Once upon a time, Serie A was said to be the exporter of quality players, which sent some of the best additions to the Premier League with the likes of Di Matteo, Desailly, Ravanelli, Di Canio, Viera, Henry, Bergkamp and Zola setting the English game alight. In those times, a move from Italy to England was somewhat a step backwards when Serie A was at its peak and English Premier League was beginning to catch up, slowly yet steadily.
While sheer pace and physical prowess remains the essential requirement to flourish in the intense English game, the Italian league revolves around tactics and the art of out-thinking your opponent. There remains a substantial gap in the footballing philosophy of the two countries which has often led to Italian superstars failing to adapt to the English game and subsequently being labelled as a flop by press, fans, managers alike.
As the 2016-2017 Premier League season welcomes back Paul Pogba and Juan Cuadrado while Zlatan Ibrahimovic, a former superstar in Italy sets his eyes on becoming the God of Manchester, it is imperative to examine the list of players who did exceedingly well in the Serie A but failed to adapt to the highly demanding rigours of (arguably) the best league in the world.
In the summer of 1995, following prolific spells at Napoli and Torino, Andrea Silenzi became the first ever Italian to play in the Premier League after he was signed by Nottingham Forest manager Frank Clark for a fee of £1.8m .Silenzi failed to make an impact on the English game after managing to score just two goals in 20 appearances. He subsequently went back to Italy on loan to Venezia.
It is alleged that Nottingham boss Dave Bassett (who took over in 1997) tore his contract when the player refused to to return back to England. Having costed a cumulative fee of £3m, he is often considered (by the British press) as one of the worst transfers of all time.
In what was meant to be an astute signing by Walter Smith in the summer of 1998, Marco Materazzi joined Everton for a fee of £2.8 million. He was destined to take the English game by storm having all the ingredients to succeed in the Premier League. His Merseyside career ended rather prematurely following 12 Yellow Cards and 3 Red Cards in 27 Appearances during his first season for the Toffees.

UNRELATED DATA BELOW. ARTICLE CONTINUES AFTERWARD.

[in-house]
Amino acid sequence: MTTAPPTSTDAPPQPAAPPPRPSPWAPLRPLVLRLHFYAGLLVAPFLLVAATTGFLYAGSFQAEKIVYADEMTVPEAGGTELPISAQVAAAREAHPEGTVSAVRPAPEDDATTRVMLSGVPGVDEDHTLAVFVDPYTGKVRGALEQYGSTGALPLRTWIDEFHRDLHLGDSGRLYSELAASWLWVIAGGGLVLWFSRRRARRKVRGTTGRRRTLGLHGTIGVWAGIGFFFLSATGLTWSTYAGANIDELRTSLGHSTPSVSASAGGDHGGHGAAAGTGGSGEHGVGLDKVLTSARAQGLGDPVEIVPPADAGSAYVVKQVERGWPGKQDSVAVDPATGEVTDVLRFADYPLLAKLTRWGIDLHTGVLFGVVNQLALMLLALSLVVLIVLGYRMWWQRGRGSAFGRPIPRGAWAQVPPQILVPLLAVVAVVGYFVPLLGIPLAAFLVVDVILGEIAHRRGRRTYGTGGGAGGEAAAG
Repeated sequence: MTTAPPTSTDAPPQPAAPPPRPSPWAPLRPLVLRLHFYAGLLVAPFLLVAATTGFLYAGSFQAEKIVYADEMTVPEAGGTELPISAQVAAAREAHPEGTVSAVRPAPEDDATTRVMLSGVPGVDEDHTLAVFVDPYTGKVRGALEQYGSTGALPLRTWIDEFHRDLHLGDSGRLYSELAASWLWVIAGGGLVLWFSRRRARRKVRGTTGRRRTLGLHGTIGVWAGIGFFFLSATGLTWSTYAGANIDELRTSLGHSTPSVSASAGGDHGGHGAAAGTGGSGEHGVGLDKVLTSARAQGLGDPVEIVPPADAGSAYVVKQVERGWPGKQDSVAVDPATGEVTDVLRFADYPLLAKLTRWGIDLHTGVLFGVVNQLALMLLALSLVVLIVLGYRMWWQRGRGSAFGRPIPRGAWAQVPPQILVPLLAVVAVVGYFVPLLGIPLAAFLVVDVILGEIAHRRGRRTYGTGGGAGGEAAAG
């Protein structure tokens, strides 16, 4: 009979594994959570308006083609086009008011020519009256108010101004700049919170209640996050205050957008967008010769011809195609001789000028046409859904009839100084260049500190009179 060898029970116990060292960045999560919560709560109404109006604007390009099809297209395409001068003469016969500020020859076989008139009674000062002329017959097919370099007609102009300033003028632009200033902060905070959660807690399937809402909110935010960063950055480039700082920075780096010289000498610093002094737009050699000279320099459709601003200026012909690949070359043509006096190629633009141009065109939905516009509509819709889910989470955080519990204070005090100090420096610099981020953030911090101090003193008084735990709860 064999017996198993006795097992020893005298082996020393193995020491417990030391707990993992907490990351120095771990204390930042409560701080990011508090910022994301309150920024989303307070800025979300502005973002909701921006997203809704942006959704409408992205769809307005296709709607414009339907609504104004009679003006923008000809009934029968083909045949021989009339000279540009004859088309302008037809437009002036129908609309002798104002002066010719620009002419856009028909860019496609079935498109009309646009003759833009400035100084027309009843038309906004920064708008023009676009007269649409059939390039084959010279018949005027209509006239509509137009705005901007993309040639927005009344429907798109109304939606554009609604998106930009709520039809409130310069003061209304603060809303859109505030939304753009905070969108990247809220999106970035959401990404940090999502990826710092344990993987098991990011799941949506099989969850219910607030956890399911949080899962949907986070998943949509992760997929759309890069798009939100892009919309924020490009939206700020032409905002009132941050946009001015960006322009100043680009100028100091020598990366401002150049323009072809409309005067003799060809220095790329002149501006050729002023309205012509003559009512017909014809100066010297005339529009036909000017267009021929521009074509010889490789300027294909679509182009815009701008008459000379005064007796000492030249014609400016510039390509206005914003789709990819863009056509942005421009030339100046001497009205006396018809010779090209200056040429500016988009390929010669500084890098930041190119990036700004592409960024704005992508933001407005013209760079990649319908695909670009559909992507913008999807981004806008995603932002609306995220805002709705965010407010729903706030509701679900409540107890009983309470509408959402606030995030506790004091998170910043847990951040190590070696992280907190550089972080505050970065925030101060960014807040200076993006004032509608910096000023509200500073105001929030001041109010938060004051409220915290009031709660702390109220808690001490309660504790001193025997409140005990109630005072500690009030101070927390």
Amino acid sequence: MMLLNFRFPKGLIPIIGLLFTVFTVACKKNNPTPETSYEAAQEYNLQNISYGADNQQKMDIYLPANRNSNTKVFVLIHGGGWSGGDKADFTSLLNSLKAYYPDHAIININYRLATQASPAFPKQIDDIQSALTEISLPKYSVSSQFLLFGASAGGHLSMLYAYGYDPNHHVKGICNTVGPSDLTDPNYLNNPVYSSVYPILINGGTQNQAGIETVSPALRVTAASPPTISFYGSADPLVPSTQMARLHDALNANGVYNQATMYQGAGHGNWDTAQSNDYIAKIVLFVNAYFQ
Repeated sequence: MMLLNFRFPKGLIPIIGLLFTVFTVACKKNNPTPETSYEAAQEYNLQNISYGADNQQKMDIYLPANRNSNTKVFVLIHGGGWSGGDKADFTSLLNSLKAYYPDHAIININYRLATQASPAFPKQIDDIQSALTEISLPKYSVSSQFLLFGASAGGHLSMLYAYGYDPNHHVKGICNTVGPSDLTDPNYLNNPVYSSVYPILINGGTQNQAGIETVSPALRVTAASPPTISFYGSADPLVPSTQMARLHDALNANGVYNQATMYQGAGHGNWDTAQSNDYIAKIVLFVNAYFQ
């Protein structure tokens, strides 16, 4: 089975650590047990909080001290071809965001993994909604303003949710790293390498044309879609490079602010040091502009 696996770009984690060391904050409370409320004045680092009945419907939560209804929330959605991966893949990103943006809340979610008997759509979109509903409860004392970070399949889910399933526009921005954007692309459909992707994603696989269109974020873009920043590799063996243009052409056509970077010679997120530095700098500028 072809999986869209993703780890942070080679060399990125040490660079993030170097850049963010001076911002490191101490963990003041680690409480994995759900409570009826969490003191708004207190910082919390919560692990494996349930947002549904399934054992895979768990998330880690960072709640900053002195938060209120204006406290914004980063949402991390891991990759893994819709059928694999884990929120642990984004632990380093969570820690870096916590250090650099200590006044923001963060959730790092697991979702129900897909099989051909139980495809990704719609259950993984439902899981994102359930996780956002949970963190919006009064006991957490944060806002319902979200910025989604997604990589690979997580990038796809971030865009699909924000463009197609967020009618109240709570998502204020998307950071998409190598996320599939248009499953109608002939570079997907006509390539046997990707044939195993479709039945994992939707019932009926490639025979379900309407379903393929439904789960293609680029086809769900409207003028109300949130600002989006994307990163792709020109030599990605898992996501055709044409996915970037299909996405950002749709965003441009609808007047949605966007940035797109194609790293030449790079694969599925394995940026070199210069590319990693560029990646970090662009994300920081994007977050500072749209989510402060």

Materazzi was sold back to Perugia (the club he joined Everton from) and joined the Nerazzurris thereafter where he established himself as a regular winning 5 Serie A titles, 4 Coppa Italia and the 2010 UEFA Champions League, alongside winning the 2006 FIFA World Cup with Italy.
Believed to be an Abramovich signing, rather than Mourinho one, Andriy Shevchenko arrived at Stamford Bridge (costing £30.8 million) to propel the club to a new level as the West Londoners longed for European glory. Having won the 2003 Champions League and 2004 Ballon d’Or with AC Milan, Shevchenko had scored 127 goals from 208 appearances prior to the Chelsea move.
Unfortunately, the Ukrainian could never really find his feet at the English Premier League following a dismal spell in London which saw him score only 9 goals in 48 appearances for the blues. He eventually quit the club in 2009 after spending much of his time on the bench (under the shadow of Didier Drogba) and is often regarded as the worst piece of business in Premier League folklore.
Juan Sebastian Veron
The Argentinian stalwart, who was nicknamed La Brujita (The Little Witch) while he featured in the 1998 World Cup, won the Coppa Italia and UEFA Super Cup in 1999 with Parma. He later joined Lazio the following season, driving them to a Scudetto, Coppa Italia and Italian Super Cup in 2000.
Unsurprisingly, Sir Alex lashed out £28.1 million to acquire the services of this immensely talented midfielder. Despite performing really well in Europe scoring 4 goals for the Red Devils, Veron struggled to adapt to the pace of Premier League. When questions were raised at his dismal performances, Sir Alex rebuked by saying,”Veron is a fucking great player and you’re all fucking idiots.”After 51 appearances for the Red Devils and scoring just 7 times, he was sold to Chelsea where he made another 15 appearances before returning back to Italy.
Fergie later admitted that he offloaded Veron because he felt that the midfielder could not cope up with the rigours of the Premier League.
In 2001, when Aquilani was 17, Chelsea and Arsenal offered him contracts but he declined the prospect in order to continue playing for his boyhood club, Roma. In 2008-2009, Liverpool had finished 2nd in the League and Rafa (after falling out with Xabi Alonso) was looking for a replacement following Alonso’s departure to Real Madrid. Dubbed as “potentially the best player in the world” by Roma legend Francesco Totti, Alberto Aquilani joined Liverpool in 2009 for a fee of £17 million. Former Red, John Arne Riise, who was playing at Roma at that time said,”He certainly runs more than Xabi and is probably more dangerous in terms of getting in the box and trying to score goals.”
Liverpool fans unfurled a banner depicting Alberto ‘Il Principino’ as a Gladiator before he had even kicked the ball in the Carlsberg outfit, as expectations kept soaring high. The Kop had to wait until boxing day to watch him start a game courtesy the injury he carried over to Anfield from Rome. Aquilani went on to make only 18 appearances that season, scoring once (that left foot finish, assisted by StevieG).